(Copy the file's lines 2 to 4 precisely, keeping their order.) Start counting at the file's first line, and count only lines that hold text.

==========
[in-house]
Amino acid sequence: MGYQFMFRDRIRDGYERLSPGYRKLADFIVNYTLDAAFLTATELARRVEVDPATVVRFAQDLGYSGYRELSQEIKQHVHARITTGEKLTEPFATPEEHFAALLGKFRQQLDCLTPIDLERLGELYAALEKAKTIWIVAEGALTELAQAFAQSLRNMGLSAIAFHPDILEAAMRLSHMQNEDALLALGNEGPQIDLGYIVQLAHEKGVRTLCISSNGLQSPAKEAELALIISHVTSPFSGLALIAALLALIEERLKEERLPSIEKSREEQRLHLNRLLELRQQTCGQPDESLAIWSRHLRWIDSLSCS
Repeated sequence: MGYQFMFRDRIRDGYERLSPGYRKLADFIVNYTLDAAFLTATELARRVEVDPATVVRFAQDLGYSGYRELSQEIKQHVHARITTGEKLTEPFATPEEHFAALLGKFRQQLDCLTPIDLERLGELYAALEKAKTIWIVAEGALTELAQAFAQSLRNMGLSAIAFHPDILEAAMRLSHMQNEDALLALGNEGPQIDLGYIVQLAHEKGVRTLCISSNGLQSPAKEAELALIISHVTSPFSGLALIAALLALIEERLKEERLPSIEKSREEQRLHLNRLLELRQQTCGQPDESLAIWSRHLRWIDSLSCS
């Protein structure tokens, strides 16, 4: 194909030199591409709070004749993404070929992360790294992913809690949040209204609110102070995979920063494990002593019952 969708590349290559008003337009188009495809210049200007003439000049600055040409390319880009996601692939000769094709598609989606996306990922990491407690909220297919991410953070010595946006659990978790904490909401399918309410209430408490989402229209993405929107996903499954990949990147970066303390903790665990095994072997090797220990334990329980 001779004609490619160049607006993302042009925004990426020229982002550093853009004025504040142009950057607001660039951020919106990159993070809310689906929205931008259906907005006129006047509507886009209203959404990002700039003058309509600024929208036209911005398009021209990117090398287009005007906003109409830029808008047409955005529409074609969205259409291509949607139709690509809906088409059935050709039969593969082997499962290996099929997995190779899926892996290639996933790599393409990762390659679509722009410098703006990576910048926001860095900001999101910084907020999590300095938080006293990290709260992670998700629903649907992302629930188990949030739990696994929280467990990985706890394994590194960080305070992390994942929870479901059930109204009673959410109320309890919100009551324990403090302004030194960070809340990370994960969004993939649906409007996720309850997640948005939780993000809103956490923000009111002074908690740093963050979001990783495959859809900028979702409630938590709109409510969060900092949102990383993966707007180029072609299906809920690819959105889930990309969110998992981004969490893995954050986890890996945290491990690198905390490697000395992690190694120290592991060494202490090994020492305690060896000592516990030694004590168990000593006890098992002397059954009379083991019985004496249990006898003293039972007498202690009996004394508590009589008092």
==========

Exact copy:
Amino acid sequence: MGYQFMFRDRIRDGYERLSPGYRKLADFIVNYTLDAAFLTATELARRVEVDPATVVRFAQDLGYSGYRELSQEIKQHVHARITTGEKLTEPFATPEEHFAALLGKFRQQLDCLTPIDLERLGELYAALEKAKTIWIVAEGALTELAQAFAQSLRNMGLSAIAFHPDILEAAMRLSHMQNEDALLALGNEGPQIDLGYIVQLAHEKGVRTLCISSNGLQSPAKEAELALIISHVTSPFSGLALIAALLALIEERLKEERLPSIEKSREEQRLHLNRLLELRQQTCGQPDESLAIWSRHLRWIDSLSCS
Repeated sequence: MGYQFMFRDRIRDGYERLSPGYRKLADFIVNYTLDAAFLTATELARRVEVDPATVVRFAQDLGYSGYRELSQEIKQHVHARITTGEKLTEPFATPEEHFAALLGKFRQQLDCLTPIDLERLGELYAALEKAKTIWIVAEGALTELAQAFAQSLRNMGLSAIAFHPDILEAAMRLSHMQNEDALLALGNEGPQIDLGYIVQLAHEKGVRTLCISSNGLQSPAKEAELALIISHVTSPFSGLALIAALLALIEERLKEERLPSIEKSREEQRLHLNRLLELRQQTCGQPDESLAIWSRHLRWIDSLSCS
């Protein structure tokens, strides 16, 4: 194909030199591409709070004749993404070929992360790294992913809690949040209204609110102070995979920063494990002593019952 969708590349290559008003337009188009495809210049200007003439000049600055040409390319880009996601692939000769094709598609989606996306990922990491407690909220297919991410953070010595946006659990978790904490909401399918309410209430408490989402229209993405929107996903499954990949990147970066303390903790665990095994072997090797220990334990329980 001779004609490619160049607006993302042009925004990426020229982002550093853009004025504040142009950057607001660039951020919106990159993070809310689906929205931008259906907005006129006047509507886009209203959404990002700039003058309509600024929208036209911005398009021209990117090398287009005007906003109409830029808008047409955005529409074609969205259409291509949607139709690509809906088409059935050709039969593969082997499962290996099929997995190779899926892996290639996933790599393409990762390659679509722009410098703006990576910048926001860095900001999101910084907020999590300095938080006293990290709260992670998700629903649907992302629930188990949030739990696994929280467990990985706890394994590194960080305070992390994942929870479901059930109204009673959410109320309890919100009551324990403090302004030194960070809340990370994960969004993939649906409007996720309850997640948005939780993000809103956490923000009111002074908690740093963050979001990783495959859809900028979702409630938590709109409510969060900092949102990383993966707007180029072609299906809920690819959105889930990309969110998992981004969490893995954050986890890996945290491990690198905390490697000395992690190694120290592991060494202490090994020492305690060896000592516990030694004590168990000593006890098992002397059954009379083991019985004496249990006898003293039972007498202690009996004394508590009589008092």